My constant companion during these past months of book-writing has been Angel, a community radio station for older listeners serving West Sussex, Hampshire and the Isle of Wight, but with fans all over Britain and as far away as Canada.
Styling itself “the home of pure nostalgia”, it offers a variety of popular music available on no commercial station, from Edwardian music-hall through jazz and Hollywood musicals to hardcore R&B. Its principal fare, however, is Fifties pop, the era of Johnnie Ray, Frankie Laine, and the Ink Spots when rock ’n’ roll was born, well ahead of Bill Haley and Elvis Presley.
Its volunteer DJs, about half of them women, are in their seventies, eighties and even nineties. Some tend to over-chattiness about their grandchildren or ailments but most are refreshingly taciturn, simply naming the tune, then playing it. The few commercials – for things like stair-lifts and foot clinics – are interspersed with charity appeals, warnings about telephone scammers or promo spots by vintage celebrities such as Ann Widdecombe and Marty Wilde.
Its programming is delightfully eccentric with frequent repeats of shows by presenters now deceased (known as Angel’s Angels), or of Christmas-themed ones in the middle of summer and vice versa. Now and again, it suddenly goes silent, usually meaning the presenter has switched off the studio by mistake.
You can find it on FM 89.3 MHz next to BBC Radio 2 or online.
See it, say it, sorted
London’s Underground may be Europe’s grimiest and most expensive mass transit system but for many years it was the most literate. The signage, in that lovely lean typeface exclusive to itself, was always a model of clarity and brevity. The PA system was seldom employed other than to warn of disruption due to what was tactfully described as “a person under a train”.
When I first acquired a publisher in Holland, he spent most of our introductory lunch raving about the Tube’s aesthetic.
“I love what it says along the edge of the platforms… Mind the gap,” he told me in all sincerity. “It’s so beautifully succinct. In Dutch, we would need about 80 words to say the same thing.”
But the Twittering verbosity of our age has done for those haiku poets of the Underground; the warning has been expanded to “Mind the gap between the train and the platform edge”. So now there’s no possibility of confusing it with other gaps that may be around.
For me, nothing better illustrates the babying of Britain – that’s to say being treated in public announcements, and so many other ways, as if we’re little children in constant need of saving from ourselves.
Tube and rail stations alike broadcast an incessant stream of nanny-ish nagging, often from several different voices: “Because of the inclement weather, surfaces may be slippery. Please take care and do not run…” “Stand fully on the escalators [on the blue footprints provided], hold the hand-rail and keep clear of the side-brushes…” “If you feel unwell, speak to a member of staff…” “In hot weather, please be sure to carry a bottle of water…”
One accepts the need for regular security announcements in such crowded places. But the one to be heard on station platforms and trains all over the country is peculiarly annoying: “If you see something that doesn’t look right, text the British Transport Police. We’ll sort it. See it. Say it. Sorted.”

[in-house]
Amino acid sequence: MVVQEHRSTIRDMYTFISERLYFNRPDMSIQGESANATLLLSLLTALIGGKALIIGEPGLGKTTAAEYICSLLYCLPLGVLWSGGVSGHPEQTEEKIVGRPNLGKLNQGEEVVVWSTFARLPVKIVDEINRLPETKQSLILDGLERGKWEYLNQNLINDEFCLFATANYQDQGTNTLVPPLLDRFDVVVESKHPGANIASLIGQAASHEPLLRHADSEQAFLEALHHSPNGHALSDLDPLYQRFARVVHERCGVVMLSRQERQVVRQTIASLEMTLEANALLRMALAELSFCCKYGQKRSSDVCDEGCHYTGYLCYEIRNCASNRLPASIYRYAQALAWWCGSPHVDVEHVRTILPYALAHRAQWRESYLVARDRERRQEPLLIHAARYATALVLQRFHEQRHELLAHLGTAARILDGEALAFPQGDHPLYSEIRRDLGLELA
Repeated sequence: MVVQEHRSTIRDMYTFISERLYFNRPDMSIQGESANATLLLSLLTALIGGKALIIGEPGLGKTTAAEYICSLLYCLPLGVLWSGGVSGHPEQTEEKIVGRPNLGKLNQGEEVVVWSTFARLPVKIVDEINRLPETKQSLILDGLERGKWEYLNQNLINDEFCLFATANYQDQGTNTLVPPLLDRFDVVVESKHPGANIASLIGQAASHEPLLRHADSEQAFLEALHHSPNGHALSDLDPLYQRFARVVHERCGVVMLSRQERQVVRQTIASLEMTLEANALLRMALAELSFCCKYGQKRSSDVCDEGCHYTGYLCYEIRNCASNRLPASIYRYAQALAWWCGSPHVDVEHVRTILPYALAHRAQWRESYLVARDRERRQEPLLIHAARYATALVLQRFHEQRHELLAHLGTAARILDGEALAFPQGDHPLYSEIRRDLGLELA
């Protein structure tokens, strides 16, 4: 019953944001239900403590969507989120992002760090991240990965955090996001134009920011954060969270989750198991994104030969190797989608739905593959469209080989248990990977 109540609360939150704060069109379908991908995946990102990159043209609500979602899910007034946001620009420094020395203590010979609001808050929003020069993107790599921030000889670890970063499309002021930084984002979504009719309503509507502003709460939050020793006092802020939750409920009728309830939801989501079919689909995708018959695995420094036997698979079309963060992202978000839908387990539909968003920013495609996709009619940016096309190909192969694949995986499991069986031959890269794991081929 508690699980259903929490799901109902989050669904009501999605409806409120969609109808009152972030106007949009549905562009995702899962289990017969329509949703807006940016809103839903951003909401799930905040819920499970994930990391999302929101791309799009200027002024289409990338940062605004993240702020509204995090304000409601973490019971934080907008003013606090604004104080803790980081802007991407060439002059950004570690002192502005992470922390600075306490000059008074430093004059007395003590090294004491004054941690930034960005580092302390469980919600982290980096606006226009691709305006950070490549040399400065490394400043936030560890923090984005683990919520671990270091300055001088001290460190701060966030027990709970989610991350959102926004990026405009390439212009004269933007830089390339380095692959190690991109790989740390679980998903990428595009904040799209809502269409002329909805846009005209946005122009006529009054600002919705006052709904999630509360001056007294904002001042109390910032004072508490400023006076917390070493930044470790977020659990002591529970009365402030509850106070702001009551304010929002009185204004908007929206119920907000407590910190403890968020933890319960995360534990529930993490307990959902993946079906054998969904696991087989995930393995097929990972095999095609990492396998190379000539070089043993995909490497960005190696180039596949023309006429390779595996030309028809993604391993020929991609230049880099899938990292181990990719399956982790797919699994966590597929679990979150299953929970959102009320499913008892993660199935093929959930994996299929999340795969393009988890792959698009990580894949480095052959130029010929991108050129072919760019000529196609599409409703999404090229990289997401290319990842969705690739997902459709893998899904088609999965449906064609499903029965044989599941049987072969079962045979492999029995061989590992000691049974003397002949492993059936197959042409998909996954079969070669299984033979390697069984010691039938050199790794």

What’s achingly absent from this urgent message is any sense of urgency. “Something that doesn’t look right” merely suggests some social gaffe such as wearing brown shoes with a blue suit or eating peas off a knife. Suspect bags or packages, as we know, are not so effortlessly “sorted”. And that clunky “See it, say it…” slogan undermines the whole thing, telling us we don’t have to worry when we so patently do.
A hussar tunic and fish and chips
The book I’ve been writing is a biography of Jimi Hendrix, the unsurpassed maestro of the solid-body electric guitar whose mysterious, lonely death aged only 27 took place in a Notting Hill basement in September 1970.
Although Jimi was born in Seattle, his story is as much a fable of mid-1960s London as that of the Beatles or the Rolling Stones. In America the virulent racism of that era had kept him in obscurity, confined to the so-called Chitlin’ Circuit of segregated theatres and clubs. It was moving to London and receiving the homage of British guitar superheroes such as Eric Clapton, Jeff Beck and Pete Townshend that unlocked his genius. Indeed, this stunningly beautiful young man with his mushroom-cloud Afro and Victorian hussar-tunic became thoroughly anglicised, living on Brook Street, Mayfair, in a flat next to a house once occupied by George Frideric Handel, and embracing British culture – warm beer, fish and chips, and Coronation Street.
Pop musicians who make it big can turn into long-haired facsimiles of the nastier Roman emperors, but that was never the case with Jimi. He remained shy and polite – unrecognisable as the showman who would play his guitar with his teeth as if fellating it, lie it flat to make Voodoo passes over it and dry-hump it, then douse it with petrol and set it on fire.
A successful partnership
These days it’s probably un-PC to make fun of malapropists, but I can’t help it: the images they inadvertently create can be so deliciously surreal. The one in my family recently came out with a beauty while grasping for the names of London’s most successful restaurateur partnership, Chris Corbin and Jeremy King.
“You know,” she said. “It’s one of those Jeremy Corbyn and Stephen King restaurants.”
Philip Norman’s biography of Jimi Hendrix will be published in 2020
This article appears in the 09 Oct 2019 issue of the New Statesman, The fantasy of global Britain